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Beaver Control Tips For Private Property

The Ministry of Natural Resources and Forestry (MNRF) does not have any control over how active
private trappers are on the landscape or what the local beaver population is, but to assist landowners
and municipalities with nuisance beavers and beaver dams, legislation under the control of the MNRF
allows for the control of nuisance beavers and the destruction of beaver dams in certain circumstances
to protect property and public safety.

The Fish and Wildlife Conservation Act, 1997 (FWCA) allows property owners (includes municipalities on
municipal property) to harass, capture or humanely kill wildlife that is damaging or about to damage the
person's property.

The property owner may use an agent to harass, capture or kill the wildlife. Agents are defined in
Ontario Regulation 665/98: Hunting, and include:
* Licensed Ontario trappers.
* Members of a landowner's immediate family acting on behalf of the landowner on the landowner's
own land.
* Persons whose business is primarily the business of removing nuisance wildlife If they harass wildlife
or If they capture and release it if it is capable of being released.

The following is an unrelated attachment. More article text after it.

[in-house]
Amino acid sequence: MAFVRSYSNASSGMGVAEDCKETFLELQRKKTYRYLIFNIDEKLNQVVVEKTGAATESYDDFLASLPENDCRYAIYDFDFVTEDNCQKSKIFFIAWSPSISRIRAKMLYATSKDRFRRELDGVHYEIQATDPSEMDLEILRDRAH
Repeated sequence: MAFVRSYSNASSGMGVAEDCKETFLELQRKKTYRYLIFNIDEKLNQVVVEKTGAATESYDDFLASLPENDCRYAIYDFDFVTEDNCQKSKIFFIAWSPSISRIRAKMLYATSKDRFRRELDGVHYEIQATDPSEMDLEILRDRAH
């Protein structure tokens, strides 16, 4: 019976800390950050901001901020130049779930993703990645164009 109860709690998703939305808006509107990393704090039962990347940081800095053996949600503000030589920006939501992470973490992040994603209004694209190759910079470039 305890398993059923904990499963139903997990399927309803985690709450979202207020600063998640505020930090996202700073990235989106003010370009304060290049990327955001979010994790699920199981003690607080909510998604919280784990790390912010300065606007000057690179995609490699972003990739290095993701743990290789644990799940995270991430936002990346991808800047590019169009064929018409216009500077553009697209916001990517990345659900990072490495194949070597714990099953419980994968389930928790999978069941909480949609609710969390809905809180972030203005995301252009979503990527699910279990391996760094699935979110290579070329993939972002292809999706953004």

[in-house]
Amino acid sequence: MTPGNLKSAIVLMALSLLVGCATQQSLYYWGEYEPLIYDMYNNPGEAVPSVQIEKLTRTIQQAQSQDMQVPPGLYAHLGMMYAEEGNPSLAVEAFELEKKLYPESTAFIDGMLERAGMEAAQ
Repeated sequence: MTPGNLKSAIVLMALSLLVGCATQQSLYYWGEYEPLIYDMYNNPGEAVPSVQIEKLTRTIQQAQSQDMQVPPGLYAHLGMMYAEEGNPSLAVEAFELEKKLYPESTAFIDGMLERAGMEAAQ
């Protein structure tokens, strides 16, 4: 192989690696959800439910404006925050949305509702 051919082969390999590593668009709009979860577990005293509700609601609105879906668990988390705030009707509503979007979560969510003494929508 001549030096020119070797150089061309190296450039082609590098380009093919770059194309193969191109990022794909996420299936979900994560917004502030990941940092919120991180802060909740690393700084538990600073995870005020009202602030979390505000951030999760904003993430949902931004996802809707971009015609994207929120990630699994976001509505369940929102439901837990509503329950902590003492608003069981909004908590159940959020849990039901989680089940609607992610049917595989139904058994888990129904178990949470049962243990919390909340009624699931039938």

* Employees or agents of a municipality whose responsibilities relate to wildlife control.

Note: To enter onto property to harass, capture or kill wildlife, the property owner's permission must be
granted.
The Fish and Wildlife Conservation Act, 1997 (FWCA) allows the following persons to damage or destroy a beaver dam:

* Licensed Ontario trappers.

* property owner or an agent (see definition above) of the property owner to protect the property owner’s property. Note: * To enter onto property to damage or destroy a beaver dam, the property owner's permission must be granted. * There is the potential for civil liability if there are damages to others caused by damaging or destroying a beaver dam. * There are sections of the federal Fisheries Act which prohibit the destruction or alteration of fish habitat. Fisheries and Oceans Canada (DFO) provides a code of practice that outlines national best practices for the removal of beaver dams (URL: https://www.dfo-mpo.gc.ca/pnw-ppe/codes/beaverdam-barrage- castor-eng.html).

If It is determined that a beaver dam should be removed, this should be done slowly over a period of days/weeks to avoid damage to upstream and downstream properties, including roads, fish habitat, etc. There is more information on the DFO website including best practices to avoid damage to any fish habitat: http://www.dfo-mpo.gc.ca/pnw-ppe/lndex-eng.html.

Further information regarding conflict with beavers is located on the Ontario website at: https://www.ontario.ca/page/preventing-conflicts-beavers.

Additional Beaver Control Tips